In 1963, U.S. Senator and Republican presidential candidate Barry Goldwater was quoted in a Saturday Evening Post article by Stewart Alsop as saying, "You know, I think we ought to sell TVA." He had called for the sale to private companies of particular parts of the Authority, including its fertilizer production and steam-generation facilities, because "it would be better operated and would be of more benefit for more people if it were part of private industry." Goldwater's quotation was used against him in a TV ad by Doyle Dane Bernbach for President Lyndon Johnson's 1964 campaign, which depicted an auction taking place atop a dam. It was voiced over as follows: "In a Saturday Evening Post article dated August 31, 1963, Barry Goldwater said, 'You know, I think we ought to sell TVA.' This is a promise: President Johnson will not sell TVA. Vote for him on November 3. The stakes are too high for you to stay home."

Legal challenges

TVA faced multiple constitutional challenges. The United States Supreme Court ruled TVA to be constitutional in Ashwander v. Tennessee Valley Authority (297 U.S. 288) in 1936. The Court noted that regulating commerce among the states includes regulation of streams and that controlling floods is required for keeping streams navigable; it also upheld the constitutionality of the TVA under the War Powers Clause, seeing its activities as a means of assuring the electric supply for the manufacture of munitions in the event of war. The argument before the court was that electricity generation was a by-product of navigation and flood control and therefore could be considered constitutional. The CEO of the Tennessee Electric Power Company (TEPCO), Jo Conn Guild, was vehemently opposed to the creation of TVA, and with the help of attorney Wendell Willkie, challenged the constitutionality of the TVA Act in federal court. The U.S. Supreme Court again upheld the TVA Act, however, in its 1939 decision Tennessee Electric Power Company v. TVA. On August 16, 1939, TEPCO was forced to sell its assets, including Hales Bar Dam, Ocoee Dams 1 and 2, Blue Ridge Dam and Great Falls Dam to TVA for $78 million (equivalent to $1.16 billion in 2020).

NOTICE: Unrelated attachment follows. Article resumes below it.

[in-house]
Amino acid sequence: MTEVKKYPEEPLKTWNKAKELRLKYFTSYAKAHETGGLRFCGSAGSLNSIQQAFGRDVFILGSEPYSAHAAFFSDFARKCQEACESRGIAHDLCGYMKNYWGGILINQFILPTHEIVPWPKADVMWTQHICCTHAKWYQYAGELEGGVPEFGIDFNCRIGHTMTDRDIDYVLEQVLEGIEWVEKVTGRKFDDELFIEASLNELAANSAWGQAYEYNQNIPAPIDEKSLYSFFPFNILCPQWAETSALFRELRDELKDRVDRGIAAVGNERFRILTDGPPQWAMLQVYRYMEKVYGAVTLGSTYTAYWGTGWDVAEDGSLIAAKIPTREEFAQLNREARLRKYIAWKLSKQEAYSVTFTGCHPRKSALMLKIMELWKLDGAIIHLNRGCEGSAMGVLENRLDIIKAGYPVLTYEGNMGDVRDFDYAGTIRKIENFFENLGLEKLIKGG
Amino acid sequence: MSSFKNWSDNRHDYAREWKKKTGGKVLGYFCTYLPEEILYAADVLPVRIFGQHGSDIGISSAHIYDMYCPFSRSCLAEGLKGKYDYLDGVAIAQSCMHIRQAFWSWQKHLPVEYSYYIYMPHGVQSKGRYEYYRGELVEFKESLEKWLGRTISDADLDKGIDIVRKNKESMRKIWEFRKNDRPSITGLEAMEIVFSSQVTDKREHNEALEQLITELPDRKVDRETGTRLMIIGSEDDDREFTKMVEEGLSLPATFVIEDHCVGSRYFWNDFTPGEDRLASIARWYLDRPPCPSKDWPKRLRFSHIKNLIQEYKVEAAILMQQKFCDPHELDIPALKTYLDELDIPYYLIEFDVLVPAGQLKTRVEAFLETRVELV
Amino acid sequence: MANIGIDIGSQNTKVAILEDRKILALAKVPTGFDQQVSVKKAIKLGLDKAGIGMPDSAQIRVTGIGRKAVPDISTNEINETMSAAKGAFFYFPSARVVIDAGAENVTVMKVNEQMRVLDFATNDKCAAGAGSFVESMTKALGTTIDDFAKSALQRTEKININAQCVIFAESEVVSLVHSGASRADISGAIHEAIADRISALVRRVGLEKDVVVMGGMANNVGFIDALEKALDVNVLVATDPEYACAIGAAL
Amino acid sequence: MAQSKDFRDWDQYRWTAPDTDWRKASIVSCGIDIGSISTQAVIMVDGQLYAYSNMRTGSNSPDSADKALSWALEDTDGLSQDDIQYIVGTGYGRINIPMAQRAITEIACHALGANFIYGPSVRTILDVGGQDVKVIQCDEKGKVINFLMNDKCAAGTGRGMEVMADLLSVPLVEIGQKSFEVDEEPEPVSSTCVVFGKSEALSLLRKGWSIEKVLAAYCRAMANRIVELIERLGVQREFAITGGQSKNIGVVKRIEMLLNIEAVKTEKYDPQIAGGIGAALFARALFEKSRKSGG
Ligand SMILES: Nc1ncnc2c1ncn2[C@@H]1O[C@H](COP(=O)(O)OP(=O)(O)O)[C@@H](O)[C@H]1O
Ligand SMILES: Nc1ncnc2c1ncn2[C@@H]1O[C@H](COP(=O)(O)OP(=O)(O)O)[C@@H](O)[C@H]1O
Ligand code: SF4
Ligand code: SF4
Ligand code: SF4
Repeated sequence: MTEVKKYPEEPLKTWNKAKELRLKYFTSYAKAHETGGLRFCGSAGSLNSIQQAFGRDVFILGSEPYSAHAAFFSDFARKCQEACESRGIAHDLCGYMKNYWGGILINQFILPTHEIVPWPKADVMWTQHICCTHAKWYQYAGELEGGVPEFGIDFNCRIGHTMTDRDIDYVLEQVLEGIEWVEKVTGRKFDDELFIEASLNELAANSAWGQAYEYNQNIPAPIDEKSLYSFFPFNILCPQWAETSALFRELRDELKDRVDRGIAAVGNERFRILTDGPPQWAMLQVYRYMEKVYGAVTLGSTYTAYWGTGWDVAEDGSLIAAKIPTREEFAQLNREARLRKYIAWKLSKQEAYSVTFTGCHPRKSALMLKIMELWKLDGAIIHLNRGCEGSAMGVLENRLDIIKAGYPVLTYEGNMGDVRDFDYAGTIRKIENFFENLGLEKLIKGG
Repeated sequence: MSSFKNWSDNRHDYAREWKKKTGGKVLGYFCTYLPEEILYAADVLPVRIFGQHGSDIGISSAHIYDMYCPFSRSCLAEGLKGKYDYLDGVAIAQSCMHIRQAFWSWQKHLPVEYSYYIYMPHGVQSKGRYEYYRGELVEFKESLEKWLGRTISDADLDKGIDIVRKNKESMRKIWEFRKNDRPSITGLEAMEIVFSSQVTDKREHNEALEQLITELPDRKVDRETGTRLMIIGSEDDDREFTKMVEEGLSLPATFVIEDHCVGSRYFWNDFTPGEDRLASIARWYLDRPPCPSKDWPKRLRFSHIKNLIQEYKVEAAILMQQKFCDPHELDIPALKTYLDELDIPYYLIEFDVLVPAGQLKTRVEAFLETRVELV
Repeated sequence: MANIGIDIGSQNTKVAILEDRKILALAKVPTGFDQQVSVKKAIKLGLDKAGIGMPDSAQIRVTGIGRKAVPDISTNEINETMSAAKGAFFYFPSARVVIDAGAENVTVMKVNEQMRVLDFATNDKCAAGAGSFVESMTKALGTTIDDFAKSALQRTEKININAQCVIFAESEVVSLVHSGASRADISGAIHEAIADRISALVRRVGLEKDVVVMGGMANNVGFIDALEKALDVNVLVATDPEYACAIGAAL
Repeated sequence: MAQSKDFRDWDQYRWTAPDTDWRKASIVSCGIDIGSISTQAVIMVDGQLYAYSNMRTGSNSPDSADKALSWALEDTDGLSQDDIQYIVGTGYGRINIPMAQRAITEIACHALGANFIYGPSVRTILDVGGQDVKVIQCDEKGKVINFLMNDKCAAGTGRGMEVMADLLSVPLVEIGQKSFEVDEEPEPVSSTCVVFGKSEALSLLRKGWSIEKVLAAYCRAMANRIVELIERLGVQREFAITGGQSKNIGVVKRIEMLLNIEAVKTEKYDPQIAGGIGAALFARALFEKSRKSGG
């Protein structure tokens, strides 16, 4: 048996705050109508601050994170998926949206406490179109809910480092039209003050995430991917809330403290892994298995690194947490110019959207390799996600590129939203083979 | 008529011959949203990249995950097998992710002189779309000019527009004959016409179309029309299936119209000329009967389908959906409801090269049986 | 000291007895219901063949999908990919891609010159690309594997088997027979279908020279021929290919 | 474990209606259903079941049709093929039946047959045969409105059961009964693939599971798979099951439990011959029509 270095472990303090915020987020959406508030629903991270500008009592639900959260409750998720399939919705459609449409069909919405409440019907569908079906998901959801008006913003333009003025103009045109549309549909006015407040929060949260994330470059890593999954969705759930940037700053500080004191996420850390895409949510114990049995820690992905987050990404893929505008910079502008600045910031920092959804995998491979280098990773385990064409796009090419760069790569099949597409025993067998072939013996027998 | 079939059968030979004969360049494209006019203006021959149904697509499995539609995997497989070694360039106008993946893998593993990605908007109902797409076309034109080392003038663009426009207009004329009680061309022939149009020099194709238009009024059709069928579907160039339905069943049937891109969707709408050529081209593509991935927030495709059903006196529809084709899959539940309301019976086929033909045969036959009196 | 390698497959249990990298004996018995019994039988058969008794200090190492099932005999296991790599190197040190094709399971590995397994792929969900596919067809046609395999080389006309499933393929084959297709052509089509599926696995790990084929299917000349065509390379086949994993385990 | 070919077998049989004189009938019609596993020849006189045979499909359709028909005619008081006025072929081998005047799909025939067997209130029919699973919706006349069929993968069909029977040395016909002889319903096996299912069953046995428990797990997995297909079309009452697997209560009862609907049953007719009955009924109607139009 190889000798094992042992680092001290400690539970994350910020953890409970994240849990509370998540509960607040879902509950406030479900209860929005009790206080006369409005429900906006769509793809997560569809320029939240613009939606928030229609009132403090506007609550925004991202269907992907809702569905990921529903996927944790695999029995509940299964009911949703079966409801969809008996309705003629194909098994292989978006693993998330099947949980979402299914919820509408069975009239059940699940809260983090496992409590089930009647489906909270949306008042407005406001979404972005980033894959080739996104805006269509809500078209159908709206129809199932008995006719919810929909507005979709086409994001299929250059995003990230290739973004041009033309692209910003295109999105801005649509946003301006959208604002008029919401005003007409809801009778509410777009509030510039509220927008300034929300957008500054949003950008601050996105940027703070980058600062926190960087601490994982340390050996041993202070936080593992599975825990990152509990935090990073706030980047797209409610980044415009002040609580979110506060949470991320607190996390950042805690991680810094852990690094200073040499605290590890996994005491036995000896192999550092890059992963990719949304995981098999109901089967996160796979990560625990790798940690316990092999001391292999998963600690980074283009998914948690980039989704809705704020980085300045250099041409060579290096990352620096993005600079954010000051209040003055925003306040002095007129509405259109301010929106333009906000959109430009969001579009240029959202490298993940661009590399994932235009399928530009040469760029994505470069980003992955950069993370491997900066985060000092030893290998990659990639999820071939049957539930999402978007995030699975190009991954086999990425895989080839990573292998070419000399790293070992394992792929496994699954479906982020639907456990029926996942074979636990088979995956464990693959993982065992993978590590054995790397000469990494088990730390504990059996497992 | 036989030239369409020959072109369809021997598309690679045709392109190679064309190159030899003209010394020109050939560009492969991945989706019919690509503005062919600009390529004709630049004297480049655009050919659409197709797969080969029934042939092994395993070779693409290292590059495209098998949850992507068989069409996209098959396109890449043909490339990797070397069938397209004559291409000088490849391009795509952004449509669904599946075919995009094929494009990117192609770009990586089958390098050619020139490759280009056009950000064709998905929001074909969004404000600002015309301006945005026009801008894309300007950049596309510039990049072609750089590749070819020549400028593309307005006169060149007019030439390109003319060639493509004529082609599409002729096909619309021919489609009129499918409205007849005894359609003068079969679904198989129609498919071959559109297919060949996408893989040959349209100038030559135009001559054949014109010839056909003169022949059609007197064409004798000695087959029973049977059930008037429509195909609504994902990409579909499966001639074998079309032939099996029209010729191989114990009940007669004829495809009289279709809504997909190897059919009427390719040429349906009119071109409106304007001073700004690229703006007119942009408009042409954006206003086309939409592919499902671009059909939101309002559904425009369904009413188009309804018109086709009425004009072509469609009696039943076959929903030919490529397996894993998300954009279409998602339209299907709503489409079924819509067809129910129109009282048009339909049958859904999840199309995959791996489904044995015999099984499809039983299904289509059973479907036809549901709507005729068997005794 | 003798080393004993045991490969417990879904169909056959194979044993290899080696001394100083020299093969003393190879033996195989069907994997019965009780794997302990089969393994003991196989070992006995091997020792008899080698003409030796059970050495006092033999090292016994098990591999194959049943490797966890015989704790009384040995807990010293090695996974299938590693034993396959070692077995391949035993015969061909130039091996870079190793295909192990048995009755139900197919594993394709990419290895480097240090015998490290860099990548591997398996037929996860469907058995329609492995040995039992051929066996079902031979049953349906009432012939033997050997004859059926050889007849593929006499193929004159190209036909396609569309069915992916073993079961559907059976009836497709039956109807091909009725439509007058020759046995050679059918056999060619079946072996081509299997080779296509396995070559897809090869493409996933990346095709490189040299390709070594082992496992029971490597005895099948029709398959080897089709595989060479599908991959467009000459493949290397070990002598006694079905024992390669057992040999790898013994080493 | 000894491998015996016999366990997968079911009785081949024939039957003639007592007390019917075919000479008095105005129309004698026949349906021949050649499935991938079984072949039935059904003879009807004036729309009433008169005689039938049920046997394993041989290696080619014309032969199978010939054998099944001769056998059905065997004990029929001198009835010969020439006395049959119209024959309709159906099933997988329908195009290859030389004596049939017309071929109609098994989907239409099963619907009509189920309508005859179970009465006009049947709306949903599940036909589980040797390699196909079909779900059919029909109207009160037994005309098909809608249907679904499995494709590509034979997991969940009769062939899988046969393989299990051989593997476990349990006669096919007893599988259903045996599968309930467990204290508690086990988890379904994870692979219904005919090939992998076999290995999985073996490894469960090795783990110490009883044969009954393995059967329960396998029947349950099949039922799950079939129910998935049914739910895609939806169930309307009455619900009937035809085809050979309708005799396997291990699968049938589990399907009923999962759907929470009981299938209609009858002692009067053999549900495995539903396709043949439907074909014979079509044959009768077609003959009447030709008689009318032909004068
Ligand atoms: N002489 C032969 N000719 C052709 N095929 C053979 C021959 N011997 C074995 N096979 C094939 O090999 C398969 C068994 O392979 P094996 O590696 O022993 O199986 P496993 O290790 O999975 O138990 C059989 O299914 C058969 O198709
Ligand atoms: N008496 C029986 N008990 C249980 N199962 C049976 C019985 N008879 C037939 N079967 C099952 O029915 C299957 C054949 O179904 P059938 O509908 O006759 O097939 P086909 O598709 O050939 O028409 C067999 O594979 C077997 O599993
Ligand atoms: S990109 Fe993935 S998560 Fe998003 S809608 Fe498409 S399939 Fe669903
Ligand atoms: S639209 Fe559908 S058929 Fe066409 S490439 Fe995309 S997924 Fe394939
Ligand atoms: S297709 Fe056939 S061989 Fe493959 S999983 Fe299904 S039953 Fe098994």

Discrimination

In 1981 the TVA Board of Directors broke with previous tradition and took a hard line against white-collar unions during contract negotiations. As a result, a class action suit was filed in 1984 in U.S. court charging the agency with sex discrimination under Title VII of the Civil Rights Act based on the large number of women in one of the pay grades negatively impacted by the new contract. An out-of-court settlement of the lawsuit was reached in 1987, in which TVA agreed to contract modifications and paid the group $5 million but admitted no wrongdoing.[citation needed]

Eminent domain and family removal controversies